Safeguarding compliance with new vehicle emissions legislation

August 7, 2018, European Commission Joint Research Centre

The emissions performance of vehicles is improving, but continuous monitoring is needed to follow the implementation of the new vehicle emissions legislation and compliance with it, according to a new Science for Policy report from the Joint Research centre, the European Commission's science and knowledge service.

The JRC assists other services of the European Commission in preparing the groundwork for the entry into force of the new EU Type Approval framework, in particular emissions legislation. This framework has introduced new testing procedures for measuring pollutant emissions under a wide range of real driving conditions.

The JRC continues to assess vehicle emissions control technologies and their emissions performance. Within its most recent emissions testing activities, a sample of 15 vehicles complying with Euro 5b and Euro 6b standards, representing brands with high sales numbers and using the most common technologies available, was built and their emissions performance assessed, both in laboratory and on-road tests.

The European methodology developed by the JRC to detect defeat devices—illegal emissions control strategies—was also applied to these vehicles, to improve the methodology and to support the investigations conducted by EU Member States.

This work also serves as a pilot activity to prepare the JRC for the future market surveillance role under the new Type Approval Regulation, from 1st September 2020. Moreover, from January 2019, the JRC will check—on behalf of the Commission—the compliance of light-duty vehicles on the market with the recently adopted Real-Driving Emissions (RDE) requirements.

Emissions performance of Euro 6b vehicles

In 2017, the JRC tested a number of vehicles, most of which were type approved for Euro 6b limits (i.e. pre-RDE vehicles). The tests were carried out both in the laboratory and on the road and were conducted to evaluate the emissions performance of these vehicles.

The tests primarily contribute to an understanding of which technologies are the cleanest at a given point in time. They also allow for checking whether there have been improvements to the nitrogen oxide (NOx) emissions performance of diesel vehicles.

All the tested vehicles complied with the applicable limits on the New European Driving Cycle (NEDC) tests. With respect to RDE tests, while all the tested gasoline Euro 6b vehicles were already below the future NOx Euro 6d-TEMP conformity threshold, only 2 of the 7 diesel Euro 6b vehicles tested were found to be below the NOx Euro 6d-TEMP conformity threshold.

Under laboratory and RDE tests, and for the (small) vehicle sample, the NOx emissions of Euro 6b diesel vehicles were still, on average, eight times higher than those of Euro 6b gasoline vehicles. However, the diesel cars performed much better than gasoline cars in tests on other regulated pollutants—carbon monoxide, hydrocarbons (measured only in laboratory conditions only) and ultrafine particulate matter.

The NOx emissions of diesel cars are expected to be substantially reduced following the introduction of the RDE requirements, in force for type approval of vehicles since September 2017. The situation will be monitored continuously by the Commission (and the JRC in particular) over the coming years.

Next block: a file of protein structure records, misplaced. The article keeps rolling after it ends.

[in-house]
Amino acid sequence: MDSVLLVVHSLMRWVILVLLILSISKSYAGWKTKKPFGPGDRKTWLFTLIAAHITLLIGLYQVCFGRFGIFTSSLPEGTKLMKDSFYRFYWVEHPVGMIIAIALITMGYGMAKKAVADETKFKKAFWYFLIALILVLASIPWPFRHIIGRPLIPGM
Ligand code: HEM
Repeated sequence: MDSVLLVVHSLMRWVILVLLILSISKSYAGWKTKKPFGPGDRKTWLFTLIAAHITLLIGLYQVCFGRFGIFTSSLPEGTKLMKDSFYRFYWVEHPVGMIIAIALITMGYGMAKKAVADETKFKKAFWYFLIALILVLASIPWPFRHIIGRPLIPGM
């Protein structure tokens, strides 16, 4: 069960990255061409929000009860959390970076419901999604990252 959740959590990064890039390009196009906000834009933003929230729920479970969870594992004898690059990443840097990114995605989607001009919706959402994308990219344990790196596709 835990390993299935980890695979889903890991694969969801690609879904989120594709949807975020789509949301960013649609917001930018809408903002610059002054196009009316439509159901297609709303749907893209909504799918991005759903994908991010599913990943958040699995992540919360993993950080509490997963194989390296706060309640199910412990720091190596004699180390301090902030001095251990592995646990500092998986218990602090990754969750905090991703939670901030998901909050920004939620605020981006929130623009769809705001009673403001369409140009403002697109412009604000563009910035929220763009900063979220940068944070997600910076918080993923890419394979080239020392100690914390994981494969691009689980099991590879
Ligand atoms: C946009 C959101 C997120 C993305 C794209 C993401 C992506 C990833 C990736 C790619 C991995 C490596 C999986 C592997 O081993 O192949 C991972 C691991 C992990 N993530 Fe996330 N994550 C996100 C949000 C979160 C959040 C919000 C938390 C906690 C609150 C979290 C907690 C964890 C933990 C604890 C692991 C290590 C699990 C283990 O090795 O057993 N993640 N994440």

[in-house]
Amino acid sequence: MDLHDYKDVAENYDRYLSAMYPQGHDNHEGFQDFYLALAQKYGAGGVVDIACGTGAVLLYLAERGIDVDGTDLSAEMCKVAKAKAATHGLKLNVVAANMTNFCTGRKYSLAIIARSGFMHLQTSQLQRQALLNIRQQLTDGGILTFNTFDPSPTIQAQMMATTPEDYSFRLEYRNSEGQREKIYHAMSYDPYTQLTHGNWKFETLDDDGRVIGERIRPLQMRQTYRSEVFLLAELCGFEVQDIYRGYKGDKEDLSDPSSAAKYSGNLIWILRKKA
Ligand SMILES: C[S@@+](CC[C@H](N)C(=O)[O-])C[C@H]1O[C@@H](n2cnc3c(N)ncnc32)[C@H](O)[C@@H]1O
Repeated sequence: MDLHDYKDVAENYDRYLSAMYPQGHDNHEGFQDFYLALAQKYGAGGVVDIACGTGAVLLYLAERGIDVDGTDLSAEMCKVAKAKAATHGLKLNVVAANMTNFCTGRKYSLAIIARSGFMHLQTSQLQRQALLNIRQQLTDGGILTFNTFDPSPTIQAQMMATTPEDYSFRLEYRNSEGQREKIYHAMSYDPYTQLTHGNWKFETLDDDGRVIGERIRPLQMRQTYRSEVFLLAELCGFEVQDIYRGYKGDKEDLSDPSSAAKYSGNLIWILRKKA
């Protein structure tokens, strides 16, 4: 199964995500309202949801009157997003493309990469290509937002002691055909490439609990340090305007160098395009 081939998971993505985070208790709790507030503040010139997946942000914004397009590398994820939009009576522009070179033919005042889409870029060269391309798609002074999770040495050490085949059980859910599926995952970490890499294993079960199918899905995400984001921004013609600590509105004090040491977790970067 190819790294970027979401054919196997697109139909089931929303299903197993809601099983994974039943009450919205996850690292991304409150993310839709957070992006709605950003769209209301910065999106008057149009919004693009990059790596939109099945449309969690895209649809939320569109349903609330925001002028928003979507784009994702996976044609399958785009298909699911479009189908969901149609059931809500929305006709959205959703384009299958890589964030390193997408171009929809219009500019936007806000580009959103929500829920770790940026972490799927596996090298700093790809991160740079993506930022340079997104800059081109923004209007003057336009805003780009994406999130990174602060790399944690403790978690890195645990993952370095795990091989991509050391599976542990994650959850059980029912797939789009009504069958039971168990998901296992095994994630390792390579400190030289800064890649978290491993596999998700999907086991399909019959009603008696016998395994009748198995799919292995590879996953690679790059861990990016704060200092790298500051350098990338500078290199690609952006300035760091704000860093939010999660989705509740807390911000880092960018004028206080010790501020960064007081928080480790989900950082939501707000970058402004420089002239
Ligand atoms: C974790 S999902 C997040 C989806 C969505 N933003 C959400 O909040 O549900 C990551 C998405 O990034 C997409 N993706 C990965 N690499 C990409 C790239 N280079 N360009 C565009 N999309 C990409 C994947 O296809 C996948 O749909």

Developing tools to detect illegal practices

To support Member States' investigations on the use of defeat devices, the JRC has contributed to the development of emissions testing methodologies which can be used to build evidence of potential illegal strategies.

To carry out this work, the JRC tested a selection of vehicles—including those for which the presence of a defeat device was already established—to verify that the developed testing methodologies were able to detect the presence of the defeat devices.

The methodologies were made available to national authorities via the European Commission Type Approval Authorities Expert Group (TAAEG) in January 2017, when the European Commission also published a guidance document on the evaluation of emissions strategies and for detecting suspicious behaviour that could be caused by the presence of defeat devices.

JRC Science for Policy report

The results of the tests carried out by the JRC are summarised in a Science for Policy report, which is publicly available on the JRC's website.

Explore further: VW says newer motor may also have had trick software (Update)

Related Stories

Daimler earnings hit by trade tensions, emissions rules

July 26, 2018

German automaker Daimler AG said Thursday that its net profit fell 27 percent in the second quarter as the company confronted multiple challenges including trade tensions, weak pricing for its luxury cars, and recalls and ...

Cleaner diesel on the horizon

August 22, 2017

On September 1, 2017, new emissions regulations for passenger vehicles will come into force in the EU and Switzerland. These will plug the gaps in the existing legislation and ensure that diesel vehicles in particular become ...

EU carmakers 'inflating' emissions to skew carbon targets

July 25, 2018

The European Commission on Wednesday said EU-based carmakers are artificially inflating carbon dioxide emissions data under a new testing regime to distort future greenhouse gas targets, but manufacturers denied any trickery.

Recommended for you

NASA's Mars 2020 rover is put to the test

March 20, 2019

In a little more than seven minutes in the early afternoon of Feb. 18, 2021, NASA's Mars 2020 rover will execute about 27,000 actions and calculations as it speeds through the hazardous transition from the edge of space to ...


Please sign in to add a comment. Registration is free, and takes less than a minute. Read more

Click here to reset your password.
Sign in to get notified via email when new comments are made.